As the sun fell in the west, Grímsey seemed to emit a vibration, a faint buzzing that can only be felt at certain times in that far-removed place. Its tune, persistent and dense, wove through living rooms and careened over the harbor like a slow pull on a cello. It’s a pulse that can only be sensed, if even for a fleeting moment, during periods of change. The first time, for a young boy, with his father on a fishing boat. Or the loss of a brother, his memory now living in photographs and within the folds of a sweater tucked away in a closet. Or, perhaps, the first sunset alone at the northernmost tip of the island, a place the locals call The Foot. A swooping hook of land that curves down to the water, revealing caves that always seem to be whispering—telling, with a slow exhale, the secrets of the island.
In 1993 world renowned photographer Stephen Shore travelled to Luzzara, a comune in the province of Reggio Emilia, Italy. Here Shore photographed the town’s people, streets and squares, just as another American master, Paul Strand had done forty years earlier, when he produced the seminal book Un Paese with the Italian screenwriter of The Bicycle Thieves Cesare Zavattini.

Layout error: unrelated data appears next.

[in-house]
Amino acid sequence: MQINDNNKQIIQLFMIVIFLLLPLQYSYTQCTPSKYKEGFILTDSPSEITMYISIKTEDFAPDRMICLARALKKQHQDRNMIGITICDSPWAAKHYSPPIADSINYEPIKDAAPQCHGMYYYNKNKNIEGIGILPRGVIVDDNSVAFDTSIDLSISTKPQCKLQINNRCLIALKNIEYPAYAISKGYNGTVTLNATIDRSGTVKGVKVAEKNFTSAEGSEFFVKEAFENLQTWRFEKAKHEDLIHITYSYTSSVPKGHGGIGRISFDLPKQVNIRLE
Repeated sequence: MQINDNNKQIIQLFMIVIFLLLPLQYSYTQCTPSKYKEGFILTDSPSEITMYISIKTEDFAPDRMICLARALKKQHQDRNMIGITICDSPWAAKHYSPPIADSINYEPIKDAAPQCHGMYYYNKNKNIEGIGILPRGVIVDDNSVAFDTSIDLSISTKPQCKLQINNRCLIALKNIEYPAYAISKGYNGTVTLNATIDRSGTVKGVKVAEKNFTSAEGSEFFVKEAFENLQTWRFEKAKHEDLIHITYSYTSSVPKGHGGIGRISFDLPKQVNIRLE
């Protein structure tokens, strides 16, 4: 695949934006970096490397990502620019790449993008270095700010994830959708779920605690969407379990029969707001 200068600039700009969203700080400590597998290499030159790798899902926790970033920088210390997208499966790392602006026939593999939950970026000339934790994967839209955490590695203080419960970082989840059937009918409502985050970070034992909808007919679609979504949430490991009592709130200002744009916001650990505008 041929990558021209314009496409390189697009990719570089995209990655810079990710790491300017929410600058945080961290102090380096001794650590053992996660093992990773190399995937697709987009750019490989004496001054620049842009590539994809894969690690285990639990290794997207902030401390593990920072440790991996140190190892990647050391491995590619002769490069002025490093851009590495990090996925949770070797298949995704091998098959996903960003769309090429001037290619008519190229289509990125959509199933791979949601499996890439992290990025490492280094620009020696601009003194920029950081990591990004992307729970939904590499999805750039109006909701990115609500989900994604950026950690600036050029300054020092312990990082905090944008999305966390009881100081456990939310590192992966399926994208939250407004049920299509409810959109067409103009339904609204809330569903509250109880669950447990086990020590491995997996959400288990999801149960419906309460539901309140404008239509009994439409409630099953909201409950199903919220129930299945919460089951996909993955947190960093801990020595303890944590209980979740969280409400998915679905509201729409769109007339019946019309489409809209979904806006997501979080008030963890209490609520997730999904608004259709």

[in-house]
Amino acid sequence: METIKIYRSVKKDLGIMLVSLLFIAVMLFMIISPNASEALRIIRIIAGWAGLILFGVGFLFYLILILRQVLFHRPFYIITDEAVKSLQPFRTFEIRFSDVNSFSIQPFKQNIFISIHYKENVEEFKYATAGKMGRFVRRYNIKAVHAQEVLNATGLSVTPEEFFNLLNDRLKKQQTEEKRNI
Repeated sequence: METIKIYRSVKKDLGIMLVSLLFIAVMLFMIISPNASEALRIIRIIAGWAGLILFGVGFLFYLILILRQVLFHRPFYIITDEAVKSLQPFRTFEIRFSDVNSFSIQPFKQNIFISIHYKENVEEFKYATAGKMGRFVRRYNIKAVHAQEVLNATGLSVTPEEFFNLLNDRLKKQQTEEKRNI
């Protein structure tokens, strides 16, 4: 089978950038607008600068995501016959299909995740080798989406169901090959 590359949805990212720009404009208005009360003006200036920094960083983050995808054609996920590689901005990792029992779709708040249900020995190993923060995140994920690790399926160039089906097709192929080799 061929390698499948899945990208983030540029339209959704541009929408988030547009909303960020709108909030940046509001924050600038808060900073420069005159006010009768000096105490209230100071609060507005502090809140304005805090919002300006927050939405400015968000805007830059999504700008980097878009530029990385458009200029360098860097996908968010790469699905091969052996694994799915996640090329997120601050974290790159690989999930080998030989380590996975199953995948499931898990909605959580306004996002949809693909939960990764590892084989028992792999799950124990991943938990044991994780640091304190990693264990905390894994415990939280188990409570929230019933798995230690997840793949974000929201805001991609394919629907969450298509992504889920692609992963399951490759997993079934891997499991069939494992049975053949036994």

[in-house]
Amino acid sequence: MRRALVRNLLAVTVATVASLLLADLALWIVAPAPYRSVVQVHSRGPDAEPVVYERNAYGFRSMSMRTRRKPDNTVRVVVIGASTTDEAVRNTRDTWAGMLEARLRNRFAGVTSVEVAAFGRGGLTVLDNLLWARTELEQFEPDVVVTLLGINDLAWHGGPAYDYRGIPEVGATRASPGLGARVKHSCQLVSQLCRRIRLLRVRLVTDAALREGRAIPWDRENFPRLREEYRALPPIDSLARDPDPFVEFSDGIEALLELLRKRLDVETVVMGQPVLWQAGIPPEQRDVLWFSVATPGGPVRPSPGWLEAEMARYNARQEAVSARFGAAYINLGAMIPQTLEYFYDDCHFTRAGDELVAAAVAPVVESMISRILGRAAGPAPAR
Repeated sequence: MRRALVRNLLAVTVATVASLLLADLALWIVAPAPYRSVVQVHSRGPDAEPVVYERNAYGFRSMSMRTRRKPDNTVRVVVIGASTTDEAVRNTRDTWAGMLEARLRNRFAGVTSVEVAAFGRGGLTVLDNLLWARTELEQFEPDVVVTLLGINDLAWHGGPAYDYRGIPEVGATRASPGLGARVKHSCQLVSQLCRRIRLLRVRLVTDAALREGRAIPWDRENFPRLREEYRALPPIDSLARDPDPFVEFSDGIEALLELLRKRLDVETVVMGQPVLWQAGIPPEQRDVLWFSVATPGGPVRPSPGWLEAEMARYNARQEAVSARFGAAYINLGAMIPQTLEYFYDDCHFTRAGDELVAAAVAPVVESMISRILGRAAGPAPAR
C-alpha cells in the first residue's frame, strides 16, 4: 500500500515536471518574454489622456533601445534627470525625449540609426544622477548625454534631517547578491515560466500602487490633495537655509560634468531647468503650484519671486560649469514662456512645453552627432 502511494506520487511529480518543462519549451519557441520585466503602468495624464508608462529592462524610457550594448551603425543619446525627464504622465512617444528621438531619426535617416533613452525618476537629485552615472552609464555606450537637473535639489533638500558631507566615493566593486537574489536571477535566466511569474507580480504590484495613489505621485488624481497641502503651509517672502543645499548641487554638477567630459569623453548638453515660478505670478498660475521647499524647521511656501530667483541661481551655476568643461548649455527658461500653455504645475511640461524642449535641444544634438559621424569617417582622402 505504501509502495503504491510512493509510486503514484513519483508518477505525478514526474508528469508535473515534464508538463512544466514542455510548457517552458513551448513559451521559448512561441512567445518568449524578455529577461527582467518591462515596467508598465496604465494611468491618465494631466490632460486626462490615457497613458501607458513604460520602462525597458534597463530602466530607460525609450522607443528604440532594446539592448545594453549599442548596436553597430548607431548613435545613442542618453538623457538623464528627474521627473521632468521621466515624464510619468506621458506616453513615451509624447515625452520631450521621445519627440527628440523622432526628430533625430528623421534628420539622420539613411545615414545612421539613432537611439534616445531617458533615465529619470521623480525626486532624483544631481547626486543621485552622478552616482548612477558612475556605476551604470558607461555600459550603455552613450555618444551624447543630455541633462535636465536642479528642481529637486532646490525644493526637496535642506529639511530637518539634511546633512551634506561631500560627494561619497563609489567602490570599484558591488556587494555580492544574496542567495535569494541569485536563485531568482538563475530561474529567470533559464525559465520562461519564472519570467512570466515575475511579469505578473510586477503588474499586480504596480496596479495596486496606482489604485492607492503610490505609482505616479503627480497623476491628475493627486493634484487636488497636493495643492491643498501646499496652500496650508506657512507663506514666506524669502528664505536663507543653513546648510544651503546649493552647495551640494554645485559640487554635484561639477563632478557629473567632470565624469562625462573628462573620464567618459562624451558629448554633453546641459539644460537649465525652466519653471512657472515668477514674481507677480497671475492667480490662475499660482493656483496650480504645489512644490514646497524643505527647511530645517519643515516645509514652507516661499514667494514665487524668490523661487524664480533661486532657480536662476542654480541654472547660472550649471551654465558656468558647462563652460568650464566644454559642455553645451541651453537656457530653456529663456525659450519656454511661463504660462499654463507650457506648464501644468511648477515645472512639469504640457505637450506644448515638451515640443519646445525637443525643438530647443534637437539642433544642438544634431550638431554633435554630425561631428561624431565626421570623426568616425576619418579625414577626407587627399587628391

Stanley/Barker has revisited Shore’s series with an exquisitely produced limited edition publication of Luzzara, which includes a number never before seen photographs.
Speaking of his purpose Shore said, "There was no way I could approach Luzzara as though I was not familiar with Strand's work. At the same time, even though I was going to Luzzara exactly forty years after Strand, I was not interested in producing a re-photographic survey. In a certain way, Strand's work does not need simple updating, because the kinds of people and farms and landscapes he photographed still exist in very much the same form today. But, they exist side by side with the modern world. A key feature of Italian life, at least to my New World eyes, is the presence of the traditional within the modern. My aim, then, was to produce a companion volume to Un Paese; to produce a group of pictures, which to the limit of the subjectivity of my vision, supplement Strand's work."